By the Numbers
Featuring brief segments of economic analysis from our senior economist Michael Bazdarich, PhD.
The economic analysis we previously featured in By the Numbers is now available on the Western Asset Blog. This page will no longer be updated.
We were surprised to see virus shutdown effects pull down the March jobs data as much as they did 12 days ago, but these declines in March sales were fully expected. Nevertheless, seeing the magnitude of declines reported for various sectors was impressive (depressive?). Keep in mind that these declines reflect only about half a month of shutdown, so the numbers for April will show even bigger declines.
Sales declines occurred in March at clothing stores (-50%), furniture stores (-27%), restaurants (-26%), motor vehicle dealers (-26%), book/hobby/sporting stores (-23%), gas stations (-17%), and electronics dealers (-15%). Opposite such declines, the drop in total store sales was tempered by big gains at the store types "benefitting" from virus "stockpiling" (the nicest description we can apply to this activity). Thus, grocery store sales rose 26%, with smaller but still substantial gains at general merchandise store (+6%), drug stores (+4%), online vendors (+3%) and building material stores (+1%).
The general merchandise category bears further comment, as it consists of department stores, warehouse retailers and the like. So, the +6% gain there breaks down into a -20% decline at traditional department stores and a +12% increase at discount and warehouse stores. Quite a contrast.
We should also remark that our "control" sales measure includes (plunging) restaurant sales, so that it shows a much weaker result than the "consensus" core measure, which actually rose +1.7%.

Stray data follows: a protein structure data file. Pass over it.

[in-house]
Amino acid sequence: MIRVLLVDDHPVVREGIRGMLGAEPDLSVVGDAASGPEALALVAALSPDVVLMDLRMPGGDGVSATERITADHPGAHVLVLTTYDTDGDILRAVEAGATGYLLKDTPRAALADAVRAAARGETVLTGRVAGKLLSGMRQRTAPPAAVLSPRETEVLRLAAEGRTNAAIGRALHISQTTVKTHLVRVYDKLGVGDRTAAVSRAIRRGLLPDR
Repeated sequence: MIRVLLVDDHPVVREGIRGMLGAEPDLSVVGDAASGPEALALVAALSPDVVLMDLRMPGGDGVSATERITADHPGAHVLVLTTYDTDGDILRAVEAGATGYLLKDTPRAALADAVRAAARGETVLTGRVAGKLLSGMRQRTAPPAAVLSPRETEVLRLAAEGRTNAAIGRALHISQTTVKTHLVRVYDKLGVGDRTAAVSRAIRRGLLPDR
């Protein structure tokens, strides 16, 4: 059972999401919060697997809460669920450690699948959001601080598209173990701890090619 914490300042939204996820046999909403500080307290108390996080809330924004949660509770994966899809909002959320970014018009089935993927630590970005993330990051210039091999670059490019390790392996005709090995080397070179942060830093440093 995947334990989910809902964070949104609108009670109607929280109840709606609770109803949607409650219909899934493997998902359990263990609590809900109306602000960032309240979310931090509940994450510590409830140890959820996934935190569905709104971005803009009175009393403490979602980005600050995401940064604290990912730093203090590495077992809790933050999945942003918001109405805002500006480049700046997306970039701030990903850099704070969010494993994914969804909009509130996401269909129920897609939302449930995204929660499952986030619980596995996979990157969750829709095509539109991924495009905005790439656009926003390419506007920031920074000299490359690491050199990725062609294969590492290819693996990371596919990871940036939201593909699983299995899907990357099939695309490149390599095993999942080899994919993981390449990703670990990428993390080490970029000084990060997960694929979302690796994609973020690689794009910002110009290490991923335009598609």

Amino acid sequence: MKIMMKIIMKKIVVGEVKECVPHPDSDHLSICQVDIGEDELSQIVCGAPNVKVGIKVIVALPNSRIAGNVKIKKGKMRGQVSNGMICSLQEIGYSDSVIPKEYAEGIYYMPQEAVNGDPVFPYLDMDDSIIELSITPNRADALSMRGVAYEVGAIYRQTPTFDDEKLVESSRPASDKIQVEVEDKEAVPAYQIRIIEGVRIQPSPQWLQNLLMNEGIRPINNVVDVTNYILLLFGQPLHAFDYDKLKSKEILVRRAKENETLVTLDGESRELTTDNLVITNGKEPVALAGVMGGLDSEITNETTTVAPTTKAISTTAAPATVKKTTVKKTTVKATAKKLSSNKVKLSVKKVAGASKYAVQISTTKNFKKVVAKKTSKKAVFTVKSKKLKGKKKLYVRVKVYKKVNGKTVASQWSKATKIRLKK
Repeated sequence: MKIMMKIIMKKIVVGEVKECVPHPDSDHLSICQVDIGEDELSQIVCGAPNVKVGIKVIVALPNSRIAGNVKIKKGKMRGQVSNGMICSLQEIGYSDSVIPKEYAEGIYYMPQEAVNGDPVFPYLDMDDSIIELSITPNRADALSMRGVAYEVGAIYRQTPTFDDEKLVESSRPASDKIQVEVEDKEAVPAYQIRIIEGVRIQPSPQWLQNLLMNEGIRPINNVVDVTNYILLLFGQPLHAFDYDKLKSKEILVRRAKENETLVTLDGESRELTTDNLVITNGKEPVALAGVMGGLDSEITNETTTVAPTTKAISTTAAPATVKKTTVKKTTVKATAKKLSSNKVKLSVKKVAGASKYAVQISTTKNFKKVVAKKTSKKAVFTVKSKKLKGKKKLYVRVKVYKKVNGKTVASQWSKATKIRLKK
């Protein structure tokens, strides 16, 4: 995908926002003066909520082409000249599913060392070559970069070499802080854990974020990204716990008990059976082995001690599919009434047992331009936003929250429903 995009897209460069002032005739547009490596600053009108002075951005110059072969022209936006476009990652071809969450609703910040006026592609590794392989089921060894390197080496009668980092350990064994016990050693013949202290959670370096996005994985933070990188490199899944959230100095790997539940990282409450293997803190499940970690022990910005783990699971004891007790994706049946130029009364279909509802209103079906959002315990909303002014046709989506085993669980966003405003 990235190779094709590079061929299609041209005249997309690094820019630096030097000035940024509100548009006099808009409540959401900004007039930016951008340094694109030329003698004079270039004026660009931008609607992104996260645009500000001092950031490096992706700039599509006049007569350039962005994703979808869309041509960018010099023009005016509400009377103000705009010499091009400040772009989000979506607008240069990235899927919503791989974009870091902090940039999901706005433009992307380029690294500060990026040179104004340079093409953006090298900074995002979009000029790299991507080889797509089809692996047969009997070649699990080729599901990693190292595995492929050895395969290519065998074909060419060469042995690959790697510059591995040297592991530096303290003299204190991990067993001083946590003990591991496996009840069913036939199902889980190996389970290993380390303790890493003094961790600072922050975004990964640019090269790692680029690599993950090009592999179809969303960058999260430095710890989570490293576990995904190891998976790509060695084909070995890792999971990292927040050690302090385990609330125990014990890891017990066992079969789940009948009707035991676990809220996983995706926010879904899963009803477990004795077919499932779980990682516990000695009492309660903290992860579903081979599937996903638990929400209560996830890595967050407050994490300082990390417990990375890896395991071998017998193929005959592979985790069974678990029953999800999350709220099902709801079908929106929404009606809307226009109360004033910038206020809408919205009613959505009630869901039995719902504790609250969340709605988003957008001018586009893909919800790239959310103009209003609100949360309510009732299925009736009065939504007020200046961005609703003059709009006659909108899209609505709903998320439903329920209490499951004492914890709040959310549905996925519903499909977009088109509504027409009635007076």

Once again, the March declines reflect only about half a month’s worth of shutdown effects. April’s results will show a full month’s worth, and they won’t have the "benefit" of the big gains at grocery and warehouse stores. That is why the April data stand to show a larger decline than has March. Online vendors will see further large gains in April, but we’ll see how much that can make a dent in the aggregate declines.
It is worth stating that these declines are "self-inflicted," the result of an intentional economic shutdown by various levels of government. In past slumps, declines were sometimes unintended consequences of restrictive policies, but there is nothing accidental about the present milieu, necessary as it might be. The upshot of this point is that as shocking as the March sales decline are, they are in effect, artificial, and we still believe they can be quickly recouped when and as the economy is taken off life support.
At least you didn’t have to pay your taxes today. Stay well!
Michael BazdarichProduct Specialist/Economist
Mike brings more than 45 years of experience to his position. "By the Numbers" will address economic data releases that are pertinent to a broad range of investors.
Prior to joining the Firm in 2005, Mike ran his own consulting firm, MB Economics. He earned his PhD in Economics at the University of Chicago.
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